Professor MALCOLM CHASE asks



and Why did they bother petitioning?



These are vital questions which Professor Chase raised during his recent research on behalf of the Social Science History Association.


At the outset of this Project, he undertook a close textual reading of the preambles of the three National petitions for the Peoples Charter (1839, 1842 and 1848) - something that surprisingly had not been undertaken by previous historians of the Chartist movement.


Professor Chase rightly considers that past historians have been over fixated by the numbers of signatories. Importantly, he points out that scant attention has been given either to the language of these petitions or the way in which they shaped the ‘ways and means’ of the movement.


He also conducted an analysis of the wider uses of petitioning, observing that Chartism was about more than just the right to vote.


Professor Chase views Chartism as Britain’s civil rights movement and argues that petitioning was at the heart of the movement, because it enabled the Chartists to define who they were, and determine who constituted the ‘other’ that they implacably opposed.


Until he wrote his own magisterial volume Chartism: A New History (2007), the history of Chartism has usually been narrated around the decade of the three National Petitions organised by the movement. It is necessary to recognise that the importance of petitioning has a longer lineage than Chartism. It stretches back to ‘Peterloo’ and much earlier. The new direction taken by Chartism was the organising of a ‘National’ Petition that galvanised local action. About 1¼ million signatures were collected in 1839 and 3.3 million in 1842.


The decline of the movement has usually been attributed to the circumstances surrounding the 1848 petition, when the 6 million signatures claimed were challenged by the government and parliamentary officers. As for the period after 1848, Chartism’s historians were primarily concerned with how the State learned to manage the movement in general and petitioning in particular. That approach produced far too limited a view of the impact of Chartism on British politics.


In fact, Chartists were not surprised by the reaction that their petitions received at the hands of Parliamentarians. Rejection was the outcome they expected, confirming their own premise that Parliament acted exclusively in the selfish interests of its members and those able to vote for them. Rejection legitimised their extra-parliamentary agitation, enabling them to get around the legal restrictions that hampered such activity. Their contention that there was no law preventing them holding meetings to organise a petition, was never contested.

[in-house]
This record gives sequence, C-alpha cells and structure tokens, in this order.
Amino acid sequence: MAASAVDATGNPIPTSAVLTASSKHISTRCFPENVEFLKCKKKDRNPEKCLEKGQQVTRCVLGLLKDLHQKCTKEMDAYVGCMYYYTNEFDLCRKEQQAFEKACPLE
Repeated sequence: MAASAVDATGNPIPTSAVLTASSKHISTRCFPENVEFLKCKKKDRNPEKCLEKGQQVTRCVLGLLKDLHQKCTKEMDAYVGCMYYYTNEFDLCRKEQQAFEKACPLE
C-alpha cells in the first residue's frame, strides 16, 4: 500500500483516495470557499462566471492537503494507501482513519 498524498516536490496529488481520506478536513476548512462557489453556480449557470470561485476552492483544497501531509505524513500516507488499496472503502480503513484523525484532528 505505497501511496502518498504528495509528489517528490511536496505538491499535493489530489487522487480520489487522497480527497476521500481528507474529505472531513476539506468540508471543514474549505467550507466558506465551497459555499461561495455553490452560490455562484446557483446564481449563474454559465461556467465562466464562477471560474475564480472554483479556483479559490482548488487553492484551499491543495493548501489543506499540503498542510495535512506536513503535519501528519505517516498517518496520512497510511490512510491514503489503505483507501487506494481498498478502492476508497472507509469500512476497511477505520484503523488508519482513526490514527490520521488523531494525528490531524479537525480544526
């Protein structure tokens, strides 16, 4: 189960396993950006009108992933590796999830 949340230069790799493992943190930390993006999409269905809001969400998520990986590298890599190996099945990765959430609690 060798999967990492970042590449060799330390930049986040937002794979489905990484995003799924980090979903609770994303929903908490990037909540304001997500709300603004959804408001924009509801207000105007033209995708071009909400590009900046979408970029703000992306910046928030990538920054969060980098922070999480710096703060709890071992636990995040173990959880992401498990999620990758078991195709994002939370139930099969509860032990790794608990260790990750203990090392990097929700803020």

A further motive was that these petitions were intended to test Westminster opinion. Each of the three Chartist petitions was presented to a new parliament (following a general election).


What the movement’s strategy should be was a vexed question, argued over and never resolved. However, the need to petition was never contested by the movement’s followers. Petitioning, says Professor Chase ‘lay at the heart of the relationship between political contention, collective action and the notions of citizenship that Chartism sought to advance.’


Professor Chase maintains that petitioning constructed Chartism; it shaped the movement. He points out that ‘in every contributing locality canvassing was a major intervention in political life. The subscriptional community created by its petitions was “the people”, a term that clearly included not only men but also women and children.’ This definition is a very different one from that used by the opponents of Chartism and represents a profound departure in thinking about who are ‘the people’. The Charter may have demanded ‘votes for men’ but Chartism championed the rights of a much broader constituency than previous protest movements.


He concludes that ‘Petitioning shaped, articulated and mobilized the politics of a nascent working class, “banded together in one solemn and holy league” but excluded from economic and political power. These were canvassed petitions, not laid down to await the signatures of the already converted. Chartism stood on the cusp of a largely oral popular political culture and the predominantly written culture that emerged during the Victorian period. Canvassing signatures was therefore a multi-layered action, about much more than getting names on a page.’


GO TO White Rose Research Online for to download the PDF

Malcolm Chase 2018: What Did Chartism Petition For? Mass Petitions in the British Movement for Democracy. Social Science History. ISSN 0145-5


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